New global rules aim to strengthen banks

Basel: Global financial regulators today agreed on new rules designed to strengthen bank finances and rein in excessive risk-taking to help prevent another crisis, reports PTI.

Banks will be forced to hold more and safer kinds of capital to offset the risks they take lending money and trading securities, which should make them more resistant to financial shocks such as those of the last several years.

European Central Bank (ECB) president Jean-Claude Trichet, chairman of the committee of central bankers and bank supervisors that worked on the new rules, called the agreement "a fundamental strengthening of global capital standards."

"Their contribution to long-term financial stability and growth will be substantial," Mr Trichet said in a statement.

US officials including Federal Reserve chairman Ben Bernanke in a joint statement called the new standards a "significant step forward in reducing the incidence and severity of future financial crises".

Some banks have, however, protested that the new rules may hurt their profitability and cause them to reduce lending that fuels economic growth, possibly dampening a global economic recovery.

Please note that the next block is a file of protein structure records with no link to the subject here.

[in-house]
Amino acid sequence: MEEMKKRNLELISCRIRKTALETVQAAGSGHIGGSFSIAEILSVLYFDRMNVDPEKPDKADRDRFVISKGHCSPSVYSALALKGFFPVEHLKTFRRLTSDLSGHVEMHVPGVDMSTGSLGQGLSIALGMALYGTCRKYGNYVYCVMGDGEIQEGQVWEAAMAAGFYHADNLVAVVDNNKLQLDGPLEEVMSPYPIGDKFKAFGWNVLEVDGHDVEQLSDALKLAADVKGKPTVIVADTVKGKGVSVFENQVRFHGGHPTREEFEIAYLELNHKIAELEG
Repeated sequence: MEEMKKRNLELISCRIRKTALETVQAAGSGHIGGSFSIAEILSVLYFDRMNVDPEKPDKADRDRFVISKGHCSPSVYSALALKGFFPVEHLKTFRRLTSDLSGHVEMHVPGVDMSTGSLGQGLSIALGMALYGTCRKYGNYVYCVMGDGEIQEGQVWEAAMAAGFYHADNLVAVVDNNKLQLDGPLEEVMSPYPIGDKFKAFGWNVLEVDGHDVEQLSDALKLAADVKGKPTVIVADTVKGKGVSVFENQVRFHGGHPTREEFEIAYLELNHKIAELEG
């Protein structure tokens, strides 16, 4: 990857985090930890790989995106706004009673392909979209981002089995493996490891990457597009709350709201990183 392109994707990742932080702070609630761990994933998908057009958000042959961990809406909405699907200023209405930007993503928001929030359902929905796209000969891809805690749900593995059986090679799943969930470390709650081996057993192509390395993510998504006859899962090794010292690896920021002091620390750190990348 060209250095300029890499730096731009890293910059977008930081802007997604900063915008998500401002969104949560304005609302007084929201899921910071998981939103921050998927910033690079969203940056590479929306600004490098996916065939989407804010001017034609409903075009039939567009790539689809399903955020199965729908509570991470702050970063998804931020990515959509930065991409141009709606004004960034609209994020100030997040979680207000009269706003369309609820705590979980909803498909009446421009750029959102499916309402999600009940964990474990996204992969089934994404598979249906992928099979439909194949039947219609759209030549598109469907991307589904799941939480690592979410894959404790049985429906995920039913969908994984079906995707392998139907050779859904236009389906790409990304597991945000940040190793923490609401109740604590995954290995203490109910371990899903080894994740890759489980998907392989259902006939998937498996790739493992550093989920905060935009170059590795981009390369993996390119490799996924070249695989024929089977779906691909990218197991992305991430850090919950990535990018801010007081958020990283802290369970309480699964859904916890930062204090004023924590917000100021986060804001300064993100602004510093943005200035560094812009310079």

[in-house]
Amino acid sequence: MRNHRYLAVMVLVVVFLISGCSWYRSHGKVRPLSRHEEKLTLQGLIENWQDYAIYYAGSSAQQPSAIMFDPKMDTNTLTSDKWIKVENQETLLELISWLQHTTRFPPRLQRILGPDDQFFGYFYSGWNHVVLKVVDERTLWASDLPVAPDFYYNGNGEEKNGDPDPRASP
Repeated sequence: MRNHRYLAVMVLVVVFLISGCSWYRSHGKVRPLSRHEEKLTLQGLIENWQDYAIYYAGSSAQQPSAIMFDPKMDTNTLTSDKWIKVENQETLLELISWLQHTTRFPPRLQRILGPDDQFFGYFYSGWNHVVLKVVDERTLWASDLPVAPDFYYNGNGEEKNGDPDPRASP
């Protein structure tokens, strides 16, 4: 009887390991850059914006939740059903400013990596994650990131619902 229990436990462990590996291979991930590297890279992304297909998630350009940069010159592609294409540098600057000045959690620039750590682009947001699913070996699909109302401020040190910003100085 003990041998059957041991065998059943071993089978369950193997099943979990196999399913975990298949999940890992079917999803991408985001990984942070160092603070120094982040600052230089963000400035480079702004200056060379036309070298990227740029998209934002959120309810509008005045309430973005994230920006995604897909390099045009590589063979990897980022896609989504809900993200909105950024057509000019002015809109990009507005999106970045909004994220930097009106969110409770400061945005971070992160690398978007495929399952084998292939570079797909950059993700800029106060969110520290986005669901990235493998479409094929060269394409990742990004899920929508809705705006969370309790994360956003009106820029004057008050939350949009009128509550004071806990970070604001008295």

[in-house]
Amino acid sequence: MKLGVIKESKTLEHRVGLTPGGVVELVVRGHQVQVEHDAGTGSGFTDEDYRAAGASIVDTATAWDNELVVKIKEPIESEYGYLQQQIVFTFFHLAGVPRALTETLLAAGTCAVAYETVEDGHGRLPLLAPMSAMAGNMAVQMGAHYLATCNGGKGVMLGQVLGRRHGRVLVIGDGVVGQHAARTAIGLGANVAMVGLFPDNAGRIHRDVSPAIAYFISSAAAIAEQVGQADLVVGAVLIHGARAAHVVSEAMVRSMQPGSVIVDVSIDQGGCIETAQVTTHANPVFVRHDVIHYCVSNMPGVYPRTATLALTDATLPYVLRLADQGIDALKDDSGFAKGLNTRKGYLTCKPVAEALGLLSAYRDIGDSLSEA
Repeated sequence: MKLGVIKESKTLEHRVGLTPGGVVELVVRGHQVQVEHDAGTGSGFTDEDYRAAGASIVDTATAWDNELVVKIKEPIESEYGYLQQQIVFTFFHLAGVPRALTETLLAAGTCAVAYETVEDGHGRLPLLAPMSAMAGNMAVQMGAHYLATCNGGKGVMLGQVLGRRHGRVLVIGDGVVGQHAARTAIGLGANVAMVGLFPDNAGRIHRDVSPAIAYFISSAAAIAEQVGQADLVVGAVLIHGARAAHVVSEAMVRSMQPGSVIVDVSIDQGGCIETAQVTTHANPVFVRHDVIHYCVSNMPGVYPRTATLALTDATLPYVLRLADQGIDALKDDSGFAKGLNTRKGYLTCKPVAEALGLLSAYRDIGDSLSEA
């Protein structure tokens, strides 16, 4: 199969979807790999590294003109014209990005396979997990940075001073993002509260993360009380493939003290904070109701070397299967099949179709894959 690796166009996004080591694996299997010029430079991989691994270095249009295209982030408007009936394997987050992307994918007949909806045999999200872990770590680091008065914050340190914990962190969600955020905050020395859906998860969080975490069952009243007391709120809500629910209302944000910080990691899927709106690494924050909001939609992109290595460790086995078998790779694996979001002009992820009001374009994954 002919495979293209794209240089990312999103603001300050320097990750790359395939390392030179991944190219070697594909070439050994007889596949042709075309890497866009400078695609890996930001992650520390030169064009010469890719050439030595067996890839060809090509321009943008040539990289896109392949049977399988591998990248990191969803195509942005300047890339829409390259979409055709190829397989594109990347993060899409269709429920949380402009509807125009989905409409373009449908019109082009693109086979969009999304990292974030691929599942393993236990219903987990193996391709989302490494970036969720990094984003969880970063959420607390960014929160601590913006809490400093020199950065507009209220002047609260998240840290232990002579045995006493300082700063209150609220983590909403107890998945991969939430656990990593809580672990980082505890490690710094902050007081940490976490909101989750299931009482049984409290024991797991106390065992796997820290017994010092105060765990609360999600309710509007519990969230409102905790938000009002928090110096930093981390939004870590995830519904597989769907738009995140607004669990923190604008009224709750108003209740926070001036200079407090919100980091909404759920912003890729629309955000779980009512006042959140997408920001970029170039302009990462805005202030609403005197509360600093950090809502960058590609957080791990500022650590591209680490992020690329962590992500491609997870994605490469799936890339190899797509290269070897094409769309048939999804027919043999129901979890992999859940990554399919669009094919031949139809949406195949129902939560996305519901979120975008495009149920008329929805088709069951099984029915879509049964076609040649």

Representatives of major central banks, including the ECB and the US Federal Reserve, agreed to the deal at a meeting in Basel, Switzerland, today.


ONGC sends reminder to UK-based Cairn Energy regarding stake sale

Mumbai: State-owned exploration and production (E&P) firm Oil and Natural Gas Corporation (ONGC) today said it has sent a reminder to UK's Cairn Energy Plc regarding the proposed sale of shares of Cairn India Ltd to billionaire Anil Agarwal-led Vedanta Resources, reports PTI.

The company sent the reminder on 10th September, ONGC said in a filing to the Bombay Stock Exchange.

Vedanta is offering $8.48 billion to buy up to a 51% stake in Cairn India, which has 10 oil assets in the country, including the giant Rajasthan oilfield.

On 30th August, ONGC, which has a 30% stake in Cairn India's Rajasthan block, had asked Cairn Energy Plc to provide all the details related to the agreements between the company and the proposed buyer.

In a letter to Cairn Energy Plc Chief Executive Bill Gammell, ONGC company secretary N K Sinha had sought details of the Vedanta deal, saying the Edinburgh-based firm required "consent of ONGC besides other governmental approvals to consummate the proposed" sale of up to a 51% stake in Cairn India to London-listed Vedanta.

ONGC believes that by virtue of its stake in Rajasthan block, it has the pre-emption or right of first refusal (RoFR) to buy Cairn India in case the company's ownership changed.

"... It is noted that ONGC has, inter-alia, pre-emptive rights in relation to Cairn's participating interest under the various agreements with the government of India and ONGC and that Cairn Energy Plc and/or its affiliates require consent of ONGC besides other governmental approvals to consummate the proposed transaction," he wrote.

ONGC requested "full details along with copies of the agreements and other arrangements entered into between Cairn Energy Plc and/or its affiliates and the proposed buyer."